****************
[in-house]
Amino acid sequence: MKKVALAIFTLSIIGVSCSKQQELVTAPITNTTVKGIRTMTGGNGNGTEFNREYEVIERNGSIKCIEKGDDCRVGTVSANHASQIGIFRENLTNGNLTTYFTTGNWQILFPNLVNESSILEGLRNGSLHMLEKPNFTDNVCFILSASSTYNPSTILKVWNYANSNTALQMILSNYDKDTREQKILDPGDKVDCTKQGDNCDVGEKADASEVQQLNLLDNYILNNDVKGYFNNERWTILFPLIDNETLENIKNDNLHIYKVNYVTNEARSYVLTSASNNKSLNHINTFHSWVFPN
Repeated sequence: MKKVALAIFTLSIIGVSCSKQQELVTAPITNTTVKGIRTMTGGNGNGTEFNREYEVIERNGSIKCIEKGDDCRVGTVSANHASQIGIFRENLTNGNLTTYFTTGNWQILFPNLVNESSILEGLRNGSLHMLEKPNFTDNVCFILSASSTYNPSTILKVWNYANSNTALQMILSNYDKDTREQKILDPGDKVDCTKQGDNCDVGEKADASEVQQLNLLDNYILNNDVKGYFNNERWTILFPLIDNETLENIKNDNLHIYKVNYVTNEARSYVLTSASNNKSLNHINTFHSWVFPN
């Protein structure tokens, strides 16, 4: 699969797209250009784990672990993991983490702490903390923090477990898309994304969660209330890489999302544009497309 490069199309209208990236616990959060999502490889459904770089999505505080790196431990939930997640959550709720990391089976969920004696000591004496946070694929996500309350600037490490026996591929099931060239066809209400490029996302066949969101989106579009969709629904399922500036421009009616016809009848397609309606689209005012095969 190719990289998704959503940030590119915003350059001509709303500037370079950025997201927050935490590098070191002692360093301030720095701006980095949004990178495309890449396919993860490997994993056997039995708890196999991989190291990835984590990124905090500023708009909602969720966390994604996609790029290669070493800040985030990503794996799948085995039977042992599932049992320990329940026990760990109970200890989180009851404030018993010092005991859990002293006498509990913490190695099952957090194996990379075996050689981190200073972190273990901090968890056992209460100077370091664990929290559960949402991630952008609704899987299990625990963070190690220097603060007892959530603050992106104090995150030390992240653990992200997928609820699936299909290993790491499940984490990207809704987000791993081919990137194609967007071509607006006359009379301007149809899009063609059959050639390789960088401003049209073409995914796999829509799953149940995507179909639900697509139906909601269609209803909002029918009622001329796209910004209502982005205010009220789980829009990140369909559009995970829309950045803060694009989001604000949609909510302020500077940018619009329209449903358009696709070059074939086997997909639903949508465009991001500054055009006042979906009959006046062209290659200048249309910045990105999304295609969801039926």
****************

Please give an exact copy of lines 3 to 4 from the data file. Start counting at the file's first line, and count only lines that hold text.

Repeated sequence: MKKVALAIFTLSIIGVSCSKQQELVTAPITNTTVKGIRTMTGGNGNGTEFNREYEVIERNGSIKCIEKGDDCRVGTVSANHASQIGIFRENLTNGNLTTYFTTGNWQILFPNLVNESSILEGLRNGSLHMLEKPNFTDNVCFILSASSTYNPSTILKVWNYANSNTALQMILSNYDKDTREQKILDPGDKVDCTKQGDNCDVGEKADASEVQQLNLLDNYILNNDVKGYFNNERWTILFPLIDNETLENIKNDNLHIYKVNYVTNEARSYVLTSASNNKSLNHINTFHSWVFPN
């Protein structure tokens, strides 16, 4: 699969797209250009784990672990993991983490702490903390923090477990898309994304969660209330890489999302544009497309 490069199309209208990236616990959060999502490889459904770089999505505080790196431990939930997640959550709720990391089976969920004696000591004496946070694929996500309350600037490490026996591929099931060239066809209400490029996302066949969101989106579009969709629904399922500036421009009616016809009848397609309606689209005012095969 190719990289998704959503940030590119915003350059001509709303500037370079950025997201927050935490590098070191002692360093301030720095701006980095949004990178495309890449396919993860490997994993056997039995708890196999991989190291990835984590990124905090500023708009909602969720966390994604996609790029290669070493800040985030990503794996799948085995039977042992599932049992320990329940026990760990109970200890989180009851404030018993010092005991859990002293006498509990913490190695099952957090194996990379075996050689981190200073972190273990901090968890056992209460100077370091664990929290559960949402991630952008609704899987299990625990963070190690220097603060007892959530603050992106104090995150030390992240653990992200997928609820699936299909290993790491499940984490990207809704987000791993081919990137194609967007071509607006006359009379301007149809899009063609059959050639390789960088401003049209073409995914796999829509799953149940995507179909639900697509139906909601269609209803909002029918009622001329796209910004209502982005205010009220789980829009990140369909559009995970829309950045803060694009989001604000949609909510302020500077940018619009329209449903358009696709070059074939086997997909639903949508465009991001500054055009006042979906009959006046062209290659200048249309910045990105999304295609969801039926």